On this eve of a new year, our thoughts are reflective because that’s what humans do when milestones roll passed us. Another year completed is definitely a milestone.
So, how were the last 365 days? Rewarding? Challenging? Just so?
How will the next 365 days be? Perfect!
Don’t expect me to define perfect. Each of us must do that for ourselves by the way we chose to interpret, define and learn from the joys and challenges that season our daily lives.
Bear with me, please.
I write that last sentence tongue-in-cheek because a big, black bear set me on this path of New Year’s reflection. Well, a bear and a children’s book. And why shouldn’t we call on our inner-child, who can still reflect on the world with wonder, abandon and quizzical humor?
Several months ago I was at a book sale at a distribution warehouse, where we were charged not by title and author but by book weight. This voracious reader was in book heaven, checking out titles for all ages and all subject matter.
As I passed a table of children’s books, my eyes came to a screeching halt at the title, “A Perfect Day.” I was unfamiliar with the author, Lane Smith, but his painted cover of a bear sniffing a flower hit a home run. I quickly flipped through the pages filled with few words but lots of funny illustrations.
The dust jacket provides a short biography of Smith, an award-winning author, artist and illustrator. Most book jackets have the author’s photograph, but “A Perfect Day” instead showcases a real-life bear photo. The bear is bending a bird feeder pole to get an easy seed meal, a scene all too familiar to me.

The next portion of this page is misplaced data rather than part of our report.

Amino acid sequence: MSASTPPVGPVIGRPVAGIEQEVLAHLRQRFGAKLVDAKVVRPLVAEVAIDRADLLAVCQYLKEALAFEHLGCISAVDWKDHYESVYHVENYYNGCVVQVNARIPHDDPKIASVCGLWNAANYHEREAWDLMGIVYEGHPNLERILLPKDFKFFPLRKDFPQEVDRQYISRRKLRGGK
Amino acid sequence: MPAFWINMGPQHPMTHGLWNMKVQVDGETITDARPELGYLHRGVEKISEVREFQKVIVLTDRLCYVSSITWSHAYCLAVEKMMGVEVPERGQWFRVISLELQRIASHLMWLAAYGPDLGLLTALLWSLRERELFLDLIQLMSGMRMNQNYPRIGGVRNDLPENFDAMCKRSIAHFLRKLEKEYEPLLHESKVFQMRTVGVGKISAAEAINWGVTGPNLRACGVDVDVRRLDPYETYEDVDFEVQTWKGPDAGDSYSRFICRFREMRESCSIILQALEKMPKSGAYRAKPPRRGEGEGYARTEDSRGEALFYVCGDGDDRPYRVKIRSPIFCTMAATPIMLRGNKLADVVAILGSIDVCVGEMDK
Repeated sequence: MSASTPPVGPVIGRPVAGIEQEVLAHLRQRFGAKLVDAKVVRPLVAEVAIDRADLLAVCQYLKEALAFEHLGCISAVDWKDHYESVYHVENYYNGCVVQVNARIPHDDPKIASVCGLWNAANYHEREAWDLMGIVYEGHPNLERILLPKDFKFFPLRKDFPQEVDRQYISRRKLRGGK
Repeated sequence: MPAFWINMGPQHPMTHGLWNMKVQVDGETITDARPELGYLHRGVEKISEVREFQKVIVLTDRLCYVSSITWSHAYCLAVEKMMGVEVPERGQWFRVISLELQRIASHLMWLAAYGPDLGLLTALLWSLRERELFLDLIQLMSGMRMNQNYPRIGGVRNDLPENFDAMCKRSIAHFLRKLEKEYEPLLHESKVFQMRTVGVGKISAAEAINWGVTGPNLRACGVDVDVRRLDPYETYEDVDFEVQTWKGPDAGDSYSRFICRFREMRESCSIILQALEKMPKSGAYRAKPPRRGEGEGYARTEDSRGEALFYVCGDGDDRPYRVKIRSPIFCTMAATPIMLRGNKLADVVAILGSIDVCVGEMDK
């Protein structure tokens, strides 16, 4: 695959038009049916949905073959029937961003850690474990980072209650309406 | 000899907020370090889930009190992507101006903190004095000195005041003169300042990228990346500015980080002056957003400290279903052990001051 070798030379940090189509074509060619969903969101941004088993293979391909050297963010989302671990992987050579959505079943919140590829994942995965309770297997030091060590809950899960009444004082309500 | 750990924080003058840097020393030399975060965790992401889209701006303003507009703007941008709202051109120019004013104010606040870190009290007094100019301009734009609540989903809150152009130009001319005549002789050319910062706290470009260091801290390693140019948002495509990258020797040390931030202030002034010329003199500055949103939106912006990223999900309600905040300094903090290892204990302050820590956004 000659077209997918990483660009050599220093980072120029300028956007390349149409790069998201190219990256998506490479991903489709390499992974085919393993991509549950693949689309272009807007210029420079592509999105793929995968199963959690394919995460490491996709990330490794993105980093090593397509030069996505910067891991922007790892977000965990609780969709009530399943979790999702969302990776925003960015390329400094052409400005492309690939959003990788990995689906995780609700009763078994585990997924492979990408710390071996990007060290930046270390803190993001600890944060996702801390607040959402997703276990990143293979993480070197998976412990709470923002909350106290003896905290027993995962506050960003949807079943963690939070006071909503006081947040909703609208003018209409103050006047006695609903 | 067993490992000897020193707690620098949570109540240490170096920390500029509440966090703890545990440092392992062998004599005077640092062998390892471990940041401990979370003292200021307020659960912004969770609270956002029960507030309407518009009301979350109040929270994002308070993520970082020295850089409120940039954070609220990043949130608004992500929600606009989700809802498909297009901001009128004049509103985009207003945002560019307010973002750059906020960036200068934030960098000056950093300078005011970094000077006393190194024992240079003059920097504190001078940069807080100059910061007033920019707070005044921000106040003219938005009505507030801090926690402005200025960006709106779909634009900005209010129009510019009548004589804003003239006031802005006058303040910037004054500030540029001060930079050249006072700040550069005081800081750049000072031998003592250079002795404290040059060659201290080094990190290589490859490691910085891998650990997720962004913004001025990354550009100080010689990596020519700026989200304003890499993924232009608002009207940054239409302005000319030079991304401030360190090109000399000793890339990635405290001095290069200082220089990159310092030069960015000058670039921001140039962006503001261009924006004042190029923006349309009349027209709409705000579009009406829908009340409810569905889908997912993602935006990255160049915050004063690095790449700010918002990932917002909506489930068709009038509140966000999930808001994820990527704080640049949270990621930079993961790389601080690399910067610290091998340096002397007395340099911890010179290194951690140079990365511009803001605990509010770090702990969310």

As I’ve already spun yarns about black bears in Mississippi and at my feeders in the Virginia Piedmont, I won’t repeat those earlier stories. But FYI: I’ve been “beared” again.
Bears are as confused as we humans by weather extremes and run amok temperatures. Used to be that in late October and April, bears briefly crossed my tiny Piedmont hill on their way to and from winter semi-hibernation. This year, however, they hung around for summer, then autumn.
With their most recent maraudings in December, its obvious the bears aren’t in their normal winter snooze habits. Finally, after six recent days of below-freezing temperatures, I thought it safe to quit bringing the feeders in at night. Wrong.
I’m now expert at feeder repairs, but this time the bear didn’t smash-and-leave. It bent the pole to the ground and stole two feeders. I resumed bringing the survivor feeders in at night, thinking the problem again solved. With no pole to raid, however, the next night marauder centered on the chained, metal can of sunflower seeds sneakily hidden in a hard-to-reach corner, behind a giant pile of leaves.
But the bear nose knows. When it couldn’t get into the can, the bear simply rolled 50 pounds of can and seeds down the driveway to the bottom of the hill, then who knows where. This was a repeat of the summer, bringing 2017’s total to two missing cans, five smashed feeders and two destroyed poles, despite not feeding the birds for two months in hopes the bruin would forget Banquet Hill.
Now to the perfect part of this story.
All was right in my world before I noticed the most recent bent pole. Should I have let the bear’s antics spoil my perfect day? Lane Smith thinks not.
His allegorical tale centers on happy birds and squirrels having perfect days because they have food. Along comes a bear who bends the pole, smashes the feeder and eats their seeds. But in denying the birds and squirrels their easy meals, the bear creates for himself a perfect day. Every person and creature in Smith’s story has, at least for awhile, a perfect day.
Perfect is all in the interpretation, Smith reminds us. As we march into 2018, we should aim for perfect — our own, hopefully malleable, definitions of perfect.
Kat Bergeron, a veteran feature writer specializing in Gulf Coast history and sense of place, is retired from the Sun Herald. She writes the Mississippi Coast Chronicles column as a freelance correspondent. Reach her at BergeronKat@gmail.com or at Southern Possum Tales, P.O. Box 33, Barboursville VA 22923.